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Joyce Hoffman was one of the first inductees of the International Surfing Hall of Fame. A bronze statue of her was recently unveiled in Dana Point. Courtesy photo
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Celebrating Kelly and Joyce

As every surfer knows by now, Kelly Slater last week became the oldest in addition to the youngest surfer ever to win the Pipe Masters in Hawaii.

He was days from his 50th when he smashed the Pipe barrier, 30 years after he first took that crown.

Everyone wonders how a kid who had never seen an overhead wave for much of his youth could dominate, surfing backside on one of the most dangerous waves in the world.

Of course, there are all these unseen factors of genetics, but notice you’ve never seen him with a pot belly, shaking off a hangover or stumbling from a smoke-filled car.

He is serious and focused, and he likes to win.

I first became aware of Slater in his early teens when he and our own Rob Machado were melting the performance bar.

Equally matched in ability, Slater was a regular foot and Machado a goofy.

The other thing that seems to have separated them was the need to win. Where Rob could shrug off a loss, go home, surf his home break and play his guitar, Kelly lived to win, devouring opponents, some, like Rob, who were his close friends.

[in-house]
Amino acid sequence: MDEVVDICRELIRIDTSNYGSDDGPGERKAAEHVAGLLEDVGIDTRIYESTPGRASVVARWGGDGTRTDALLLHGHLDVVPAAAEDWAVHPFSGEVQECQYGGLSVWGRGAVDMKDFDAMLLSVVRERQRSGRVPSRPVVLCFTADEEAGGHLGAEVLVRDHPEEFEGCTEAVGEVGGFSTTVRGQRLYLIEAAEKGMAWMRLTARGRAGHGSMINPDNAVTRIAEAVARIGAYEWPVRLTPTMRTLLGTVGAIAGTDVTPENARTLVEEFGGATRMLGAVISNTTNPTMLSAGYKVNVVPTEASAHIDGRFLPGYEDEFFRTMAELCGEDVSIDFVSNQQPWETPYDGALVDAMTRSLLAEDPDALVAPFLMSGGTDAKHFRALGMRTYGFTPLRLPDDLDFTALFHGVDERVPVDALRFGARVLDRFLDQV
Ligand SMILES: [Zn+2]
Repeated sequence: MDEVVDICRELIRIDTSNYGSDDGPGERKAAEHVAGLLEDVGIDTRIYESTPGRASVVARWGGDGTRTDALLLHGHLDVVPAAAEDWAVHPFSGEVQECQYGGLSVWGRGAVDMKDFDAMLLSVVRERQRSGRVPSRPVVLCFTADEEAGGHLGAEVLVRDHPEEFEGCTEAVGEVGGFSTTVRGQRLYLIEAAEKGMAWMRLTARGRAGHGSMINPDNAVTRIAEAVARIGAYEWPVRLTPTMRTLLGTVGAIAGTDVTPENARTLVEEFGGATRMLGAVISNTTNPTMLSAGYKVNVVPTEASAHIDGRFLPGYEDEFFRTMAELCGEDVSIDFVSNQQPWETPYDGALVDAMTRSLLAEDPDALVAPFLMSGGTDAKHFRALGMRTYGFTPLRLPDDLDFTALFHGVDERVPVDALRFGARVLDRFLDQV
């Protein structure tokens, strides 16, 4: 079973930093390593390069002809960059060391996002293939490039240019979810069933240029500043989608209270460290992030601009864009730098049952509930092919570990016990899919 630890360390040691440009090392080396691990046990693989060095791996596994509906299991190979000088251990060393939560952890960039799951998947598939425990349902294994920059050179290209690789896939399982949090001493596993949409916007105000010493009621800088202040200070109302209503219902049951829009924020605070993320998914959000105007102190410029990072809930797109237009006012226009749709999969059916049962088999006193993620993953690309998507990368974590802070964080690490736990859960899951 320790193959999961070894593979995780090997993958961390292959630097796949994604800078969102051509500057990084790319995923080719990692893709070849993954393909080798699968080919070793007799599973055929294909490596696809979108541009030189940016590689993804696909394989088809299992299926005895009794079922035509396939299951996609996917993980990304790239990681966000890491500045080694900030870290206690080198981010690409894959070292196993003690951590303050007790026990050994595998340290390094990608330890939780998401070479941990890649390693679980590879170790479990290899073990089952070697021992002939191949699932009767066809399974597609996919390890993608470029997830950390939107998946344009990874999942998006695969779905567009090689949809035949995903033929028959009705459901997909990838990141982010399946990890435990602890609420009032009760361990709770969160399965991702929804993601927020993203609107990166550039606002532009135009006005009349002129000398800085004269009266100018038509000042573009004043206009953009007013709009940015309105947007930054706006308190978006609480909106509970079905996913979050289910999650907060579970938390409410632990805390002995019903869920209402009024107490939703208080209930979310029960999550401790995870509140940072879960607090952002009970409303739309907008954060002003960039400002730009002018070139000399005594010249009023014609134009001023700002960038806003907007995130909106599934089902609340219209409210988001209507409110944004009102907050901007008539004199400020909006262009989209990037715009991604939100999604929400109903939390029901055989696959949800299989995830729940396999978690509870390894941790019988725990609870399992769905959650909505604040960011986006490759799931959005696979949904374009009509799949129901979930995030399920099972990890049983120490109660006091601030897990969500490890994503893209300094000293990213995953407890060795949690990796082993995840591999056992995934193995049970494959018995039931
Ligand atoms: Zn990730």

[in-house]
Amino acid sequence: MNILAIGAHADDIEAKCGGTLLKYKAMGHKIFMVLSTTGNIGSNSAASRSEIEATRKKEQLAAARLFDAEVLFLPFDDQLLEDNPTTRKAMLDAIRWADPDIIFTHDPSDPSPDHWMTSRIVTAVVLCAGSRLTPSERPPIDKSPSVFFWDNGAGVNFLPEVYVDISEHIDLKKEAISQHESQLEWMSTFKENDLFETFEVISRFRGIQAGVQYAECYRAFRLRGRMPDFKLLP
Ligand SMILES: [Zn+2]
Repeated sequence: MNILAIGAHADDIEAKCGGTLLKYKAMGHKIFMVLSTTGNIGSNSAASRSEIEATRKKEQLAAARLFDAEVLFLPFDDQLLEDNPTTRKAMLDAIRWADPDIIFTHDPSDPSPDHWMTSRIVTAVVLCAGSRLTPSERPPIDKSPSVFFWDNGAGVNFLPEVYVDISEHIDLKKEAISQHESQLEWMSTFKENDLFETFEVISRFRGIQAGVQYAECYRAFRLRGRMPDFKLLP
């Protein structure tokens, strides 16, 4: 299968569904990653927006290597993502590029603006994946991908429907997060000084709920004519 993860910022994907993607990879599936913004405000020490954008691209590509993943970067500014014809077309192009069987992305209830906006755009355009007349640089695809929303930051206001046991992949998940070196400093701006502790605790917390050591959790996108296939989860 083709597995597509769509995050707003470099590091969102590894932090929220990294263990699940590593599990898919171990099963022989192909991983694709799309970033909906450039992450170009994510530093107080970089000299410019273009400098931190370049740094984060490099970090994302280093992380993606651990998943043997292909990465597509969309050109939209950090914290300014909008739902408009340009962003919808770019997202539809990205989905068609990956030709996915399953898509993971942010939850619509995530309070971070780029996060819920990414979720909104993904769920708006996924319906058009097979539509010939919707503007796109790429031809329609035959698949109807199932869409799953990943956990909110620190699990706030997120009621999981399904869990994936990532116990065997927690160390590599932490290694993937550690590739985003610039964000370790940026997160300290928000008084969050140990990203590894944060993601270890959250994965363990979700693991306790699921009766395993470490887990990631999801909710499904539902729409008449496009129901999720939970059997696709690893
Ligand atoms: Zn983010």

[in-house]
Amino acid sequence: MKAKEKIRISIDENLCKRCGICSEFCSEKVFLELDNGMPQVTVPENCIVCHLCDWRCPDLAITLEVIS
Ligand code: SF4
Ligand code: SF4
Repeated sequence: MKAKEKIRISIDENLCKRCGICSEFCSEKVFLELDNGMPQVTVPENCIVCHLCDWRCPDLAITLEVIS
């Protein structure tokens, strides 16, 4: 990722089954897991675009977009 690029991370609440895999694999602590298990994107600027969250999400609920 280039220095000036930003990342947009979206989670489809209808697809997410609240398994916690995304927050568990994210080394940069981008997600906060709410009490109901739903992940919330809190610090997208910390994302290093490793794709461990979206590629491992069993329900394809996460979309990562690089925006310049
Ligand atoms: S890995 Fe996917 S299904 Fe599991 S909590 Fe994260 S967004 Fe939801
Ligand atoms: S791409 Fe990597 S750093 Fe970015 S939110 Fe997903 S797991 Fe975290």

That said, I wonder if Slater’s latest Pipe victory has ignited the long dormant fire in Machado’s hard-as-nails gut.

Man, it would be great to see him take down some of the up-and-comers. Well, Rob?

These surfers and others from Taylor Steele’s “Momentum Generation,” changed the track surfing was on, made it vertical, steep and deep.

Prior to their arrival, Curren and Occy blazed new trails. Before them it was Shaun, MR, Buttons and Bertlemann.

Before them, the door breakers were Gerry Lopez, Jock Sutherland, David Nuuhiwa, Nat Young and Wayne Lynch.

That was my generation, ’60s surfers who snapped the straight line with hard turns, cutbacks and a move we then called the rollercoaster.

Among that crew was Joyce Hoffman. Joyce liberated women’s surfing in a way that hadn’t been done for centuries, when Chiefess Kelea ruled the waves and abdicated a throne to ride them.

While surfing had once been practiced in equal numbers by men and women, by the time Joyce came to power, the sport of kings was dominated primarily by young men.

A “surfer girl” at the time could be any female with blond hair who simply hung out in the sand. Not Joyce.

If there were waves to be had, she was out there, turning hard, noseriding and winning every event she entered until a young girl named Margo brought in yet another new era.

A couple of weeks ago a statue of Joyce Hoffman was unveiled in Dana Point amid the forms of other legends from that region, including Phil Edwards, Hobie Alter, Bruce Brown and John Severson.

Like Slater and Machado, each of the surfers made major contributions to the ocean sports culture.

Joyce was there, beneath the shadow of the bronze that represents her.

The statue is elegant and does Joyce justice. Unlike Hoffman, however, it does not move in ways that change the world.

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